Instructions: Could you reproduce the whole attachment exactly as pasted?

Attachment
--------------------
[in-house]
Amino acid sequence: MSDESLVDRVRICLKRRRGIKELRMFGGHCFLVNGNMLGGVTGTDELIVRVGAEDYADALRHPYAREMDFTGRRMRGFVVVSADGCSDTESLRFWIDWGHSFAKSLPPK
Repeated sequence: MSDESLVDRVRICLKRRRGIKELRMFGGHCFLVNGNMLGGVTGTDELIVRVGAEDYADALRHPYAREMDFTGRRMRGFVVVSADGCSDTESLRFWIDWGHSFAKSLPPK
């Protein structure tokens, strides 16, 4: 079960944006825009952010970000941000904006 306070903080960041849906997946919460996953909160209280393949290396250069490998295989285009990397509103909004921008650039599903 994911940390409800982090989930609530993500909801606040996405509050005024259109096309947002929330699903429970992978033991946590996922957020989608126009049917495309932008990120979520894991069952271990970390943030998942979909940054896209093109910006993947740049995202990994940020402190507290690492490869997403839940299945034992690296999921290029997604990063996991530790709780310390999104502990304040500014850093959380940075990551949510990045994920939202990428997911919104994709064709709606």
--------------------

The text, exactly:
[in-house]
Amino acid sequence: MSDESLVDRVRICLKRRRGIKELRMFGGHCFLVNGNMLGGVTGTDELIVRVGAEDYADALRHPYAREMDFTGRRMRGFVVVSADGCSDTESLRFWIDWGHSFAKSLPPK
Repeated sequence: MSDESLVDRVRICLKRRRGIKELRMFGGHCFLVNGNMLGGVTGTDELIVRVGAEDYADALRHPYAREMDFTGRRMRGFVVVSADGCSDTESLRFWIDWGHSFAKSLPPK
């Protein structure tokens, strides 16, 4: 079960944006825009952010970000941000904006 306070903080960041849906997946919460996953909160209280393949290396250069490998295989285009990397509103909004921008650039599903 994911940390409800982090989930609530993500909801606040996405509050005024259109096309947002929330699903429970992978033991946590996922957020989608126009049917495309932008990120979520894991069952271990970390943030998942979909940054896209093109910006993947740049995202990994940020402190507290690492490869997403839940299945034992690296999921290029997604990063996991530790709780310390999104502990304040500014850093959380940075990551949510990045994920939202990428997911919104994709064709709606």